Why 'Once Upon a Time in Hollywood' Sparked Controversy Before It Even Opened
Quentin Tarantino doesn't shy away from the kinds of subjects that make other people cringe. With political correctness the norm (at least among the very online younger generation of Americans) and racism and violence against women and minorities are scrutinized and criticized (ditto), a new Tarantino movie usually generates its fair share of controversy. The backlash typically begins after the movie is released, but in the case of his ninth film, set to hit theaters in July, the director managed to ruffle feathers months before most of the world will get to see it.
Once Upon a Time… in Hollywood stars Leonardo DiCaprio as an aging actor struggling to find meaningful work in the last days of the Golden Age of Hollywood, and Brad Pitt as his stunt double best friend. The movie charmed many critics at the Cannes Film Festival (including yours truly) for being more of a buddy film than a historical caper (it's set right before followers of Charles Manson murder actress Sharon Tate and her guests). Many were surprised, however, that Oscar-nominated actress Margot Robbie, who was cast as Tate, barely gets any screen time compared to the two male leads.
That's not to mention the fact that the film does end on the night of the murders, which were perpetrated by three women and a man -- members of the Manson Family cult. Without spoiling too much of what happens, that scene ends up being the only moment of shocking Tarantino-esque violence in the whole movie.
Why is there controversy over Margot Robbie's role in Once Upon a Time... in Hollywood?
New York Times reporter Farah Nayeri attended the film's press conference at Cannes, where she attempted to ask Tarantino why he cast someone as famous and talented as Margot Robbie, and then barely gave her any lines. Tarantino snapped, “I reject your hypothesis,” before Robbie herself took over answering the question.
"I think the moments I was on screen gave a moment to honor Sharon," Robbie said. "I think the tragedy was the loss of innocence. To show the wonderful sides of her could be done without speaking. I did feel like I got a lot of time to explore the character without dialogue, which is an interesting thing. Rarely do I get an opportunity to spend so much time on my own as a character."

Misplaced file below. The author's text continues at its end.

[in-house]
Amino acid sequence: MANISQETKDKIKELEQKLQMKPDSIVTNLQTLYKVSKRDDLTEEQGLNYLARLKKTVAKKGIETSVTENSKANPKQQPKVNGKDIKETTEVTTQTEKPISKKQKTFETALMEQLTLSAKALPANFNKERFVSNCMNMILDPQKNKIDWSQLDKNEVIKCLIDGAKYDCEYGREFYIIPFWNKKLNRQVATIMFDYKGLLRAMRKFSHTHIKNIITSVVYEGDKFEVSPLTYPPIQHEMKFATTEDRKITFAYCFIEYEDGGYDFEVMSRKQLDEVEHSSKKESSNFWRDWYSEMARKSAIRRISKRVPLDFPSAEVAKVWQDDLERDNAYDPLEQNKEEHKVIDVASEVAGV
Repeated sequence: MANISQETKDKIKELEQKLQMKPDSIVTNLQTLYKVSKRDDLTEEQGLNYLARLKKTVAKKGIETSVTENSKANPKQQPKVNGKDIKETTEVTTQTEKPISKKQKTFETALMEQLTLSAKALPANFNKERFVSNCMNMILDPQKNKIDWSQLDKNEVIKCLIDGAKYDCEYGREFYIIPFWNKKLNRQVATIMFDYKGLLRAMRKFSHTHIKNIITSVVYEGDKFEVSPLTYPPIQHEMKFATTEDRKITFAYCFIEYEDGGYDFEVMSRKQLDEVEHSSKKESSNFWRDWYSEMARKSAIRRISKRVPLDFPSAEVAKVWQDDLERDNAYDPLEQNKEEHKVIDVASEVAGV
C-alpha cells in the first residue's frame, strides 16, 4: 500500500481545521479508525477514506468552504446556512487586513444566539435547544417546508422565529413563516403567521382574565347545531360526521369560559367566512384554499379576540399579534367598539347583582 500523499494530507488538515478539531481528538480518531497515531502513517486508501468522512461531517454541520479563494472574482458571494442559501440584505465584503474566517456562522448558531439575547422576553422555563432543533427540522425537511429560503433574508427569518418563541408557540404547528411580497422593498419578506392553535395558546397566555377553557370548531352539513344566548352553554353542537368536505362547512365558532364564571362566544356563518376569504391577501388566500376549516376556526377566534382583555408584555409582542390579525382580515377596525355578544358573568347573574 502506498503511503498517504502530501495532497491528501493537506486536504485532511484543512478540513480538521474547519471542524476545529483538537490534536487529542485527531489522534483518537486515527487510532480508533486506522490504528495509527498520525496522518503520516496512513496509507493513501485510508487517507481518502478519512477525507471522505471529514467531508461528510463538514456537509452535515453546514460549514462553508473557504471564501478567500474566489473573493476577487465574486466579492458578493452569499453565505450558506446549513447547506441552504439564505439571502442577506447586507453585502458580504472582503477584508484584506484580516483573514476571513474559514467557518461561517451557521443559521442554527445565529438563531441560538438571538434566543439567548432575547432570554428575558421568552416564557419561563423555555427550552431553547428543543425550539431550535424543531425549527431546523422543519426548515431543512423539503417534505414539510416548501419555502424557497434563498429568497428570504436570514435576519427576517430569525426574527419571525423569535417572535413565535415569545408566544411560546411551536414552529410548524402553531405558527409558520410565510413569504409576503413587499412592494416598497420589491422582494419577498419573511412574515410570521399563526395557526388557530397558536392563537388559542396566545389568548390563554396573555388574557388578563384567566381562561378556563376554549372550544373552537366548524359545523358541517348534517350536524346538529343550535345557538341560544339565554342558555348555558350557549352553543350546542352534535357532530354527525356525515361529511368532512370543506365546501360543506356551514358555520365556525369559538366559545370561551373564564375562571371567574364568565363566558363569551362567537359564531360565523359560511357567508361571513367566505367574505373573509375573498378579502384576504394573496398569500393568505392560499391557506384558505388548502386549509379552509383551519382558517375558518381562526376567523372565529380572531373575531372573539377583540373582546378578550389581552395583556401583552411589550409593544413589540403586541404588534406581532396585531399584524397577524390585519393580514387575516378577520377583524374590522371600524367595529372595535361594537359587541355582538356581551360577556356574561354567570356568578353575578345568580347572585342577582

Tarantino also spoke to IndieWire at the festival, where he explained that lots of characters in the movie, including Tate, had longer scenes that were ultimately cut, though he's thinking about putting some of them back in for the film's wide release: "There was a little bit more of her; everybody lost sequences. It’s not her story, it’s Rick’s story. It’s not even Cliff’s. And she is an angelic presence throughout the movie, she’s an angelic ghost on earth, to some degree, she’s not in the movie, she’s in our hearts."
Pitt spoke about the violent scene at the film's end, which features him, echoing what Robbie had said: "I didn't see it as a rage against individuals, but a rage against a loss of innocence."
How Roman Polanski's wife, Emmanuelle Seigner, stirred up more controversy.
At the end of May, director Roman Polanski's wife Emmanuelle Seigner spoke out against the film for including a dramatized version of her husband without asking him about it. “I am just saying that it doesn’t bother them [in Hollywood] to make a film which takes Roman and his tragic story… while at the same time they have made him a pariah. And all without consulting him of course,” she wrote in an Instagram post (translated by People).
In the movie, Polanski -- who was married to a pregnant Tate when she was murdered -- is played by Polish actor Rafal Zawierucha and shares a few scenes with Robbie. Tarantino confirmed at the film's press conference that he didn't talk to Polanski about the movie at all, probably because Polanski has been a fugitive from justice for more than 40 years. Polanski, if you're unfamiliar, pleaded guilty in 1977 to unlawful sexual conduct with a minor after he was charged with drugging and raping a 13-year-old girl at Jack Nicholson's home. Before sentencing, however, Polanski fled the United States and has been unable to return to the country ever since, traveling mostly between France, Poland, and Switzerland. He therefore remains a controversial figure in film for pretty obvious reasons, and any time he makes a movie or the Tate murder comes up in the media, the story gets fresh legs.
Quentin Tarantino brings his own baggage to the controversy table.
The above would be enough to spawn headline after headline on its own, but the Once Upon a Time talking points are exacerbated by Tarantino's own history. He's come under fire for his treatment of Uma Thurman, which included convincing her to drive an unsafe car during the filming of Kill Bill, leading to a crash. In the past, he's defended Polanski's behavior, which makes the Polish director's inclusion in Once Upon a Time more curious, and Tarantino's association with disgraced producer Harvey Weinstein has brought the treatment of women in his films under closer scrutiny.
Suffice to say that the controversy won't die down anytime soon -- especially since most people haven't seen the film and can imagine it to contain whatever they want.